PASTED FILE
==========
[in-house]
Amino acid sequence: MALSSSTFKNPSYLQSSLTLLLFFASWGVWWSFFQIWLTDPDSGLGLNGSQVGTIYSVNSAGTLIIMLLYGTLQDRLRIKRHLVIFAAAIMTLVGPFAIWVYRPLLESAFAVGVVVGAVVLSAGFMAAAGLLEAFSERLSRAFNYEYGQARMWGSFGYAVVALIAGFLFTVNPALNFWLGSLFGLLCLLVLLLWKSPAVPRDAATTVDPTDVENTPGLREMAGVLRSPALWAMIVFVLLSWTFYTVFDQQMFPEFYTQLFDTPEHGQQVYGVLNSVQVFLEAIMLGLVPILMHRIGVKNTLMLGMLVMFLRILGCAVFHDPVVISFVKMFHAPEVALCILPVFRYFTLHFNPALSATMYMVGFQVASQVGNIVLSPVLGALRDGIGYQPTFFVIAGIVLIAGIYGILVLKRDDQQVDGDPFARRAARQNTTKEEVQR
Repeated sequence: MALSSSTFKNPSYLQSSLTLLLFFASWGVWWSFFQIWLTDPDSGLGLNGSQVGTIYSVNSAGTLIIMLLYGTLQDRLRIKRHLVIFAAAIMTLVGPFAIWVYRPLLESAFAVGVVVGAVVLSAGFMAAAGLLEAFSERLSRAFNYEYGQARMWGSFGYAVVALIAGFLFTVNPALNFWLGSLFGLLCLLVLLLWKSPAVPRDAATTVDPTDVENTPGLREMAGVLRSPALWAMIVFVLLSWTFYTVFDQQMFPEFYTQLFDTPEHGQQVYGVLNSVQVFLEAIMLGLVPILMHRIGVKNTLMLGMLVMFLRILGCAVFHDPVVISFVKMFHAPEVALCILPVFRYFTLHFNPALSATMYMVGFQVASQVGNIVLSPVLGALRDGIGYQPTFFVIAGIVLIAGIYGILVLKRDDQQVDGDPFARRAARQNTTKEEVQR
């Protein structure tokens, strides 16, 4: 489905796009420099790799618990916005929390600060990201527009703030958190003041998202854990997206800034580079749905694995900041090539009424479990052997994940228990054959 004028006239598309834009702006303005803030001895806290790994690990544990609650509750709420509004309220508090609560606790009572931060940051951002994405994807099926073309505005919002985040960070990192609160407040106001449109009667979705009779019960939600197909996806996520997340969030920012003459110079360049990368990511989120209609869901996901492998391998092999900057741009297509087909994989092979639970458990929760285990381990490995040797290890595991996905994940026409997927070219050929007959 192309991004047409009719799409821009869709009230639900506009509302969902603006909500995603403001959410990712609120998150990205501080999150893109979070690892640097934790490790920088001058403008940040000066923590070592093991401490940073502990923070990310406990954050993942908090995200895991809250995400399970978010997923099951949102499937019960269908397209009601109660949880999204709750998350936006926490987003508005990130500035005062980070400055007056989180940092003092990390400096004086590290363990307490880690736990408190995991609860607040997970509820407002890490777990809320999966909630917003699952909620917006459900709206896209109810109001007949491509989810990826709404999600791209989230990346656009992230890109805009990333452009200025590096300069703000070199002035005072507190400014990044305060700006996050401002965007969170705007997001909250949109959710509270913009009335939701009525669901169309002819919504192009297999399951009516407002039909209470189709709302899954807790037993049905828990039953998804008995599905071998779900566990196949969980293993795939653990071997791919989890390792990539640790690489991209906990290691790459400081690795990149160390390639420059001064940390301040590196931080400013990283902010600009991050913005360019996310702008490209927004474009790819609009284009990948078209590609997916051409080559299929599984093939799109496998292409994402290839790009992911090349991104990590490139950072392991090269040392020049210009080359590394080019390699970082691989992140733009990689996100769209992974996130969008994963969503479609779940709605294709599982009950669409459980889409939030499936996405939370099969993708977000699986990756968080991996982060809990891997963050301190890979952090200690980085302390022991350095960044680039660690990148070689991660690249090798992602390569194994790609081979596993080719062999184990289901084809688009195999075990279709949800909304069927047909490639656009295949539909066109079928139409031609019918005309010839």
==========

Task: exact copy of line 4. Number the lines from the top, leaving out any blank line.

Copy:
């Protein structure tokens, strides 16, 4: 489905796009420099790799618990916005929390600060990201527009703030958190003041998202854990997206800034580079749905694995900041090539009424479990052997994940228990054959 004028006239598309834009702006303005803030001895806290790994690990544990609650509750709420509004309220508090609560606790009572931060940051951002994405994807099926073309505005919002985040960070990192609160407040106001449109009667979705009779019960939600197909996806996520997340969030920012003459110079360049990368990511989120209609869901996901492998391998092999900057741009297509087909994989092979639970458990929760285990381990490995040797290890595991996905994940026409997927070219050929007959 192309991004047409009719799409821009869709009230639900506009509302969902603006909500995603403001959410990712609120998150990205501080999150893109979070690892640097934790490790920088001058403008940040000066923590070592093991401490940073502990923070990310406990954050993942908090995200895991809250995400399970978010997923099951949102499937019960269908397209009601109660949880999204709750998350936006926490987003508005990130500035005062980070400055007056989180940092003092990390400096004086590290363990307490880690736990408190995991609860607040997970509820407002890490777990809320999966909630917003699952909620917006459900709206896209109810109001007949491509989810990826709404999600791209989230990346656009992230890109805009990333452009200025590096300069703000070199002035005072507190400014990044305060700006996050401002965007969170705007997001909250949109959710509270913009009335939701009525669901169309002819919504192009297999399951009516407002039909209470189709709302899954807790037993049905828990039953998804008995599905071998779900566990196949969980293993795939653990071997791919989890390792990539640790690489991209906990290691790459400081690795990149160390390639420059001064940390301040590196931080400013990283902010600009991050913005360019996310702008490209927004474009790819609009284009990948078209590609997916051409080559299929599984093939799109496998292409994402290839790009992911090349991104990590490139950072392991090269040392020049210009080359590394080019390699970082691989992140733009990689996100769209992974996130969008994963969503479609779940709605294709599982009950669409459980889409939030499936996405939370099969993708977000699986990756968080991996982060809990891997963050301190890979952090200690980085302390022991350095960044680039660690990148070689991660690249090798992602390569194994790609081979596993080719062999184990289901084809688009195999075990279709949800909304069927047909490639656009295949539909066109079928139409031609019918005309010839």